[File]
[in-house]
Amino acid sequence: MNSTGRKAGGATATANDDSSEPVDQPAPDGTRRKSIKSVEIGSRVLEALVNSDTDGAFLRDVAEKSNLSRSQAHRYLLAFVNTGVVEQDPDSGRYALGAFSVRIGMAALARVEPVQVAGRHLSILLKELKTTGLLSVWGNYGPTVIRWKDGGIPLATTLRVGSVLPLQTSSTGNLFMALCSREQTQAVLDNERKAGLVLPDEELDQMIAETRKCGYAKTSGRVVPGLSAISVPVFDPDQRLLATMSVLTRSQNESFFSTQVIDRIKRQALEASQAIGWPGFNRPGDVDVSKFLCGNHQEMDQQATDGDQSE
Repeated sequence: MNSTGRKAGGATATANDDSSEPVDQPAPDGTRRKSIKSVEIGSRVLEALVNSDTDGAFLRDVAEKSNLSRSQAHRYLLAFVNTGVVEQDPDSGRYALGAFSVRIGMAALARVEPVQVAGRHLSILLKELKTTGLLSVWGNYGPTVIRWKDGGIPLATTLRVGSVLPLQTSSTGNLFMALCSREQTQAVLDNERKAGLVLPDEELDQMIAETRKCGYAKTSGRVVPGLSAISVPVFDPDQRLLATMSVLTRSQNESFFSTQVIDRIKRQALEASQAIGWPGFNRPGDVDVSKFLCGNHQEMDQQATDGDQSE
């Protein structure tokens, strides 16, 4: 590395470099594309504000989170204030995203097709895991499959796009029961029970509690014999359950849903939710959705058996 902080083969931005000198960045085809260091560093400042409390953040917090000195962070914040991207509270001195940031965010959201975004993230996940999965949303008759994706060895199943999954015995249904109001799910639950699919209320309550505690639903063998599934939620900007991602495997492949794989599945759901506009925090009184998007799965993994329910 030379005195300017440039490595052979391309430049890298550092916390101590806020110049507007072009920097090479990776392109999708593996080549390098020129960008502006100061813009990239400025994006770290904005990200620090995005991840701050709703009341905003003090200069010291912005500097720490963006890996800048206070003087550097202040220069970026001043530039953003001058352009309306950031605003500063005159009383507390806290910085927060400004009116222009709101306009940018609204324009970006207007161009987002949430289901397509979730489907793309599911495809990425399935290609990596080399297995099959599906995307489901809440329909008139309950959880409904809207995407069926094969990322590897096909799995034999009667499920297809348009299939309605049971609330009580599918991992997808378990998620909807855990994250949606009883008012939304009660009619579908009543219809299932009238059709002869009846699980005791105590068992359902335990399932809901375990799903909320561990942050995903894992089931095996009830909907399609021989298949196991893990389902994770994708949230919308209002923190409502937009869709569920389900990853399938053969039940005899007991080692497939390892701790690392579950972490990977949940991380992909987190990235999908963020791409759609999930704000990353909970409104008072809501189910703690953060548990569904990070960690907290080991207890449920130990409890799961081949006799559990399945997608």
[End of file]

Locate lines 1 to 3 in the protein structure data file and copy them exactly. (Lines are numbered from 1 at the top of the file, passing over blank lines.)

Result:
[in-house]
Amino acid sequence: MNSTGRKAGGATATANDDSSEPVDQPAPDGTRRKSIKSVEIGSRVLEALVNSDTDGAFLRDVAEKSNLSRSQAHRYLLAFVNTGVVEQDPDSGRYALGAFSVRIGMAALARVEPVQVAGRHLSILLKELKTTGLLSVWGNYGPTVIRWKDGGIPLATTLRVGSVLPLQTSSTGNLFMALCSREQTQAVLDNERKAGLVLPDEELDQMIAETRKCGYAKTSGRVVPGLSAISVPVFDPDQRLLATMSVLTRSQNESFFSTQVIDRIKRQALEASQAIGWPGFNRPGDVDVSKFLCGNHQEMDQQATDGDQSE
Repeated sequence: MNSTGRKAGGATATANDDSSEPVDQPAPDGTRRKSIKSVEIGSRVLEALVNSDTDGAFLRDVAEKSNLSRSQAHRYLLAFVNTGVVEQDPDSGRYALGAFSVRIGMAALARVEPVQVAGRHLSILLKELKTTGLLSVWGNYGPTVIRWKDGGIPLATTLRVGSVLPLQTSSTGNLFMALCSREQTQAVLDNERKAGLVLPDEELDQMIAETRKCGYAKTSGRVVPGLSAISVPVFDPDQRLLATMSVLTRSQNESFFSTQVIDRIKRQALEASQAIGWPGFNRPGDVDVSKFLCGNHQEMDQQATDGDQSE